A suspected member of the Islamic State (IS) group has killed 10 people, at least eight of them German tourists, in a suicide bomb attack in the Turkish city of Istanbul, officials say.
They say the Syrian national carried out the attack in the Sultanahmet district, near the famous Blue Mosque.
Fifteen people were wounded, many of them also German.
President Recep Tayyip Erdogan said Turkey was the "top target for all terrorist groups in the region".
Turkish Prime Minister Ahmet Davutoglu said: "We have determined that the perpetrator of the attack is a foreigner who is a member of Daesh [IS]."
Analysis: BBC's Paul Wood in Istanbul
The shops and restaurants around the Blue Mosque are open tonight but deserted - no surprise when the German government has warned its tourists to stay away from crowded open areas.
The Turkish government now firmly believes this was an attack by the so-called Islamic State - a reflection of Turkish foreign policy, with Turkey an increasingly active part of the US coalition against IS.
One source said Turkey had taken the lead recently at a meeting of anti-IS armed groups on the Syrian border. IS has been losing territory in Iraq and in Syria. The Syrian town of Manbij may be next to fall - there are reports of IS commanders pulling out.
As IS comes under pressure, it has warned of more attacks against its enemies - not only in Turkey, but in Europe and the US.
German Chancellor Angela Merkel confirmed the deaths of at least eight German nationals.
"I mourn for our compatriots and express my sympathy for the relatives. They now have to live with the terrible pain of knowing that a loved one will not return," Ms Merkel said.
She added: "International terror chooses different locations for its attacks but the target is always the same: our free life in free societies... It is precisely this freedom and our determination together with our international partners to act against these terrorists, that will go on."
Turkey's Deputy PM Numan Kurtulmus said the suicide bomber had been identified as a Syrian. The suspect, said to have been born in 1988, was identified from body parts. Some Turkish media said the suspect was born in Saudi Arabia.
Mr Kurtulmus said the suspect was not on Turkey's militant watch-list and was believed to have recently crossed into Turkey from Syria.
Turkey last year took a more active role against IS in Syria, carrying out air strikes and allowing US warplanes to use its Incirlik base for missions.
Eyewitness Murat Manaz said: "It was a suicide bomb. I went there and saw it and came back to the hotel. There was chaos. Everybody was running somewhere.
"Policemen did not see this coming. They were distressed but at the same time they were trying to evacuate the area because they said there was a possibility that a second bomb could go off."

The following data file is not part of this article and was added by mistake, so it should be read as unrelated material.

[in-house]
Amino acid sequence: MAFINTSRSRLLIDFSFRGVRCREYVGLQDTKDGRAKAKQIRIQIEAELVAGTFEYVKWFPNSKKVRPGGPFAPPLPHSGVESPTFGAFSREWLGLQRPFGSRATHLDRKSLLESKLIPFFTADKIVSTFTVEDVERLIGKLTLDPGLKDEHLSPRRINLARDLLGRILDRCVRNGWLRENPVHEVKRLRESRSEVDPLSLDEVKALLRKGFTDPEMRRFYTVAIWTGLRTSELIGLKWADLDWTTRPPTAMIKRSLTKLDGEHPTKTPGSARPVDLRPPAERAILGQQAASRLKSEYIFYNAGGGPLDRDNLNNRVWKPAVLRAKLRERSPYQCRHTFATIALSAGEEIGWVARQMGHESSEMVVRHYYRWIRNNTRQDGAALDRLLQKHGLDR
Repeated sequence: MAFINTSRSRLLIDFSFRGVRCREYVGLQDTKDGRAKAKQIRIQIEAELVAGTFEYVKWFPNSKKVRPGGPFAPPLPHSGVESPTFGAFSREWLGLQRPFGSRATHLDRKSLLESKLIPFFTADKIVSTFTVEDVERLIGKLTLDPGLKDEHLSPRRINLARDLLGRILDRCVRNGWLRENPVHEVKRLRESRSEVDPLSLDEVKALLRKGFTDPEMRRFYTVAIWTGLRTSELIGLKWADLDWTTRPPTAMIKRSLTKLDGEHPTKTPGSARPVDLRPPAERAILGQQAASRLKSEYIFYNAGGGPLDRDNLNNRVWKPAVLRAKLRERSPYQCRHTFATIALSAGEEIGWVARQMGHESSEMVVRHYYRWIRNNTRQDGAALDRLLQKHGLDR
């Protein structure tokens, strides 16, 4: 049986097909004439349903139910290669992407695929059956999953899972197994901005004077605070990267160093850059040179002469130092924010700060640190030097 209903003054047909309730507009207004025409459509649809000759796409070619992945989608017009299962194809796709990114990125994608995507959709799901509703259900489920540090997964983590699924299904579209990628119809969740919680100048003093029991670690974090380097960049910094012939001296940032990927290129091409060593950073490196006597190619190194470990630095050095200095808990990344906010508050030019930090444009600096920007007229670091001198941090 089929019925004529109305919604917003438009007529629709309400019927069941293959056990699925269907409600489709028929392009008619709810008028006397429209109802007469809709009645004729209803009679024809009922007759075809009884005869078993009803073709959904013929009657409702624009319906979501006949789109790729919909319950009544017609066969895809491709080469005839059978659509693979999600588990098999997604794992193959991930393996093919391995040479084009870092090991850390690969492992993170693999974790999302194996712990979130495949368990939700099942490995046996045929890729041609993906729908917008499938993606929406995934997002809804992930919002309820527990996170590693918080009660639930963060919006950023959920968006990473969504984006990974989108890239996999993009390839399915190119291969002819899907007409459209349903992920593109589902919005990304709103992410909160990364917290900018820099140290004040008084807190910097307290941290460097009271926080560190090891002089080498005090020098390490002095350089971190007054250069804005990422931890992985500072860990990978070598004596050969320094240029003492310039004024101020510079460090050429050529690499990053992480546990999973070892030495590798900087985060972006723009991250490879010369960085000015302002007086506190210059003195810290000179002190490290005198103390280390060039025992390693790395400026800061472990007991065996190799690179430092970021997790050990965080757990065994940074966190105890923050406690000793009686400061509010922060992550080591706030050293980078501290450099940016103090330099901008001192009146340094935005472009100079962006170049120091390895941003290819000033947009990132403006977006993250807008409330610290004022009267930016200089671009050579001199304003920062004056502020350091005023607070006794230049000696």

Bishop Pat Buckley, from Northern Ireland, had been taking photos in Sultanahmet Square shortly before the blast and had moved on into the Blue Mosque.
He told the BBC: "I have lived in Northern Ireland since the 70s, and I have heard explosions, and this was incredibly loud. I saw dust through the doorway of the mosque and I could smell the explosives."
He added: "I am slightly worried because there is talk here that they are expecting further trouble and we have been warned to avoid crowds."
One Norwegian was confirmed among the injured.
Germany currently provides the largest number of tourists visiting Turkey. In 2014, 23.6 million people visited, with the top three:
- Germans - 5.1 million (21.5%)
- Russians - 3.7 million (15.6%)
- Britons - 1.5 million (6.3%)
What is the security situation in Turkey?
Turkey faces many security threats and establishing which group is behind this latest attack will be a matter of urgency. The Islamic State group has been blamed for three bombings in Turkey in the past year, including an attack in Ankara that killed more than 100 people. Violence has also soared between Turkish security forces and PKK militants, battling for more autonomy for the Kurds, after a ceasefire agreement broke down in July. A PKK offshoot, the TAK, fired a mortar at Istanbul airport last month. Far left groups are also active in Turkey, and a female suicide bomber attacked a police station in Istanbul's Sultanahmet district last year.
Who could be behind the latest attack?
President Erdogan has blamed a "suicide bomber of Syrian origin". The conflict in Syria has not only seen the rise of IS but also strengthened the PKK's offshoot in Syria, known as the YPG. There was no immediate claim of responsibility, but correspondents point out that IS was similarly silent following previous attacks last year that were widely blamed on the jihadist group.
How is the Turkish government responding?
Last year Turkey agreed to take a more active role in the US-led campaign against IS, carrying out air strikes in Syria. It also allowed US warplanes to strike IS targets from its base in Incirlik and moved to tighten security along its 900km (560 mile) border with Syria. Meanwhile Turkish forces have also been targeting Kurdish militants in northern Iraq. And violence has flared in Turkey's mainly Kurdish south-east, where the Turkish military says it has killed some 600 PKK militants over the past month, according to Anadolou Agency.